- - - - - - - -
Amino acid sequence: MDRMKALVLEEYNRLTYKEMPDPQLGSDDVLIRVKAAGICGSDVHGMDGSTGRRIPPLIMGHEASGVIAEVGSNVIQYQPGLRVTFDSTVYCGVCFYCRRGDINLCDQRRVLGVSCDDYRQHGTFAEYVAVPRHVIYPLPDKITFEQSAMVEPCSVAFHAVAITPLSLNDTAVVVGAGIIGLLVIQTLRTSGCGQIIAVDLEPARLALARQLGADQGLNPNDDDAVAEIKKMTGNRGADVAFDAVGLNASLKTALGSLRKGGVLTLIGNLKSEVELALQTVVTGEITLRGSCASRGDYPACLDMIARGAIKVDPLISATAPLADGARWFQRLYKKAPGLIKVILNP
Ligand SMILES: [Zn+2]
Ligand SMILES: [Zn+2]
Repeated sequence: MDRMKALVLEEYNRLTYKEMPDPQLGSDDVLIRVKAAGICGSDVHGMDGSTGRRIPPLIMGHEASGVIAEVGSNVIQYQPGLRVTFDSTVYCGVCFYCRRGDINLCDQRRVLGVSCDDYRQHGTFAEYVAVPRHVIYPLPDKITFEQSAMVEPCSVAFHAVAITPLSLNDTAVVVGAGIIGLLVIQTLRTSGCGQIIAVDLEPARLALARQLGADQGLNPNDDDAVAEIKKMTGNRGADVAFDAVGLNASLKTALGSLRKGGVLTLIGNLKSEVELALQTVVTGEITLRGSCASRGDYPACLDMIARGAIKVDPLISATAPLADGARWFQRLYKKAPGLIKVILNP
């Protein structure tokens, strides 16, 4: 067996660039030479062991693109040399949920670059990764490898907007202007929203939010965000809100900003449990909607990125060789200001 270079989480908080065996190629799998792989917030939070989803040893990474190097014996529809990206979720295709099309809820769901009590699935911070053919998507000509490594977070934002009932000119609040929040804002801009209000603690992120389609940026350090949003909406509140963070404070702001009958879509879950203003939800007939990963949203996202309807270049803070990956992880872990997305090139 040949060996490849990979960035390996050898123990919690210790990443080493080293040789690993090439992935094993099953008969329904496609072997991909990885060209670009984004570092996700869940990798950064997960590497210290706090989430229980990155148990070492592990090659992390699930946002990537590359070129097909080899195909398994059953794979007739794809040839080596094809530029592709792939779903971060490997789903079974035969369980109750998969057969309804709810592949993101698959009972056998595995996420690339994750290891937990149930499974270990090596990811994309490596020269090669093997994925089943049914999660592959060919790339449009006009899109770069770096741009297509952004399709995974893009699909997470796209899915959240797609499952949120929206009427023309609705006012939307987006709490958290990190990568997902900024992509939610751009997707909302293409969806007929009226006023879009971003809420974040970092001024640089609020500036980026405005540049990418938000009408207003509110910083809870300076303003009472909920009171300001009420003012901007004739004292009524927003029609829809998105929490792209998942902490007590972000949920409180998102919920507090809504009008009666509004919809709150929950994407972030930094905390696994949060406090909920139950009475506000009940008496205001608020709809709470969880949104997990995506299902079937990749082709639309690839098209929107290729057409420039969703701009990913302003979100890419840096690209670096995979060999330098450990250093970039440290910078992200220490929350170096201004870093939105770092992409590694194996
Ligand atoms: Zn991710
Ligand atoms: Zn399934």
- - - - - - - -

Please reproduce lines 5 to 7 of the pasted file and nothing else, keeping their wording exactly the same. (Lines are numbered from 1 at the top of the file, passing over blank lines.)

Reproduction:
């Protein structure tokens, strides 16, 4: 067996660039030479062991693109040399949920670059990764490898907007202007929203939010965000809100900003449990909607990125060789200001 270079989480908080065996190629799998792989917030939070989803040893990474190097014996529809990206979720295709099309809820769901009590699935911070053919998507000509490594977070934002009932000119609040929040804002801009209000603690992120389609940026350090949003909406509140963070404070702001009958879509879950203003939800007939990963949203996202309807270049803070990956992880872990997305090139 040949060996490849990979960035390996050898123990919690210790990443080493080293040789690993090439992935094993099953008969329904496609072997991909990885060209670009984004570092996700869940990798950064997960590497210290706090989430229980990155148990070492592990090659992390699930946002990537590359070129097909080899195909398994059953794979007739794809040839080596094809530029592709792939779903971060490997789903079974035969369980109750998969057969309804709810592949993101698959009972056998595995996420690339994750290891937990149930499974270990090596990811994309490596020269090669093997994925089943049914999660592959060919790339449009006009899109770069770096741009297509952004399709995974893009699909997470796209899915959240797609499952949120929206009427023309609705006012939307987006709490958290990190990568997902900024992509939610751009997707909302293409969806007929009226006023879009971003809420974040970092001024640089609020500036980026405005540049990418938000009408207003509110910083809870300076303003009472909920009171300001009420003012901007004739004292009524927003029609829809998105929490792209998942902490007590972000949920409180998102919920507090809504009008009666509004919809709150929950994407972030930094905390696994949060406090909920139950009475506000009940008496205001608020709809709470969880949104997990995506299902079937990749082709639309690839098209929107290729057409420039969703701009990913302003979100890419840096690209670096995979060999330098450990250093970039440290910078992200220490929350170096201004870093939105770092992409590694194996
Ligand atoms: Zn991710
Ligand atoms: Zn399934």